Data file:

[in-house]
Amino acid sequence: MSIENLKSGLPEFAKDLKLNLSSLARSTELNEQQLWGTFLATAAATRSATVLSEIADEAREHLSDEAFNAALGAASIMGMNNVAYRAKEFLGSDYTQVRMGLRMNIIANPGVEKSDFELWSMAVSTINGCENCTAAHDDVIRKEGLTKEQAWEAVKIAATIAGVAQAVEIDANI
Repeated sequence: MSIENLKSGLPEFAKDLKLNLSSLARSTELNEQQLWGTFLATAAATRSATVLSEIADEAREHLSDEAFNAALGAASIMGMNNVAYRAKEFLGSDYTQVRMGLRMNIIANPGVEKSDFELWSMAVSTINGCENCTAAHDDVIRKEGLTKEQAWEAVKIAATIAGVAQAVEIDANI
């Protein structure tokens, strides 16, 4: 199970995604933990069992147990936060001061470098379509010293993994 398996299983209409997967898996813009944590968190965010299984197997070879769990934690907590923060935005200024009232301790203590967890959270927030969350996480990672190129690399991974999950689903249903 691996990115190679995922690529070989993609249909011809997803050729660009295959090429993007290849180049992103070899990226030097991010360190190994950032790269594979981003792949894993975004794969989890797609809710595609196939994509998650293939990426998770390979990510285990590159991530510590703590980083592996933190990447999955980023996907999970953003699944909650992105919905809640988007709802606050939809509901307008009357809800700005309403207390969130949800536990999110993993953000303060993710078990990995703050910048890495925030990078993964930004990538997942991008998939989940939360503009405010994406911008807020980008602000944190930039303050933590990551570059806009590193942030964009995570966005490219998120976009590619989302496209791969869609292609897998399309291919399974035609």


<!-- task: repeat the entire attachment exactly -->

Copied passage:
[in-house]
Amino acid sequence: MSIENLKSGLPEFAKDLKLNLSSLARSTELNEQQLWGTFLATAAATRSATVLSEIADEAREHLSDEAFNAALGAASIMGMNNVAYRAKEFLGSDYTQVRMGLRMNIIANPGVEKSDFELWSMAVSTINGCENCTAAHDDVIRKEGLTKEQAWEAVKIAATIAGVAQAVEIDANI
Repeated sequence: MSIENLKSGLPEFAKDLKLNLSSLARSTELNEQQLWGTFLATAAATRSATVLSEIADEAREHLSDEAFNAALGAASIMGMNNVAYRAKEFLGSDYTQVRMGLRMNIIANPGVEKSDFELWSMAVSTINGCENCTAAHDDVIRKEGLTKEQAWEAVKIAATIAGVAQAVEIDANI
């Protein structure tokens, strides 16, 4: 199970995604933990069992147990936060001061470098379509010293993994 398996299983209409997967898996813009944590968190965010299984197997070879769990934690907590923060935005200024009232301790203590967890959270927030969350996480990672190129690399991974999950689903249903 691996990115190679995922690529070989993609249909011809997803050729660009295959090429993007290849180049992103070899990226030097991010360190190994950032790269594979981003792949894993975004794969989890797609809710595609196939994509998650293939990426998770390979990510285990590159991530510590703590980083592996933190990447999955980023996907999970953003699944909650992105919905809640988007709802606050939809509901307008009357809800700005309403207390969130949800536990999110993993953000303060993710078990990995703050910048890495925030990078993964930004990538997942991008998939989940939360503009405010994406911008807020980008602000944190930039303050933590990551570059806009590193942030964009995570966005490219998120976009590619989302496209791969869609292609897998399309291919399974035609």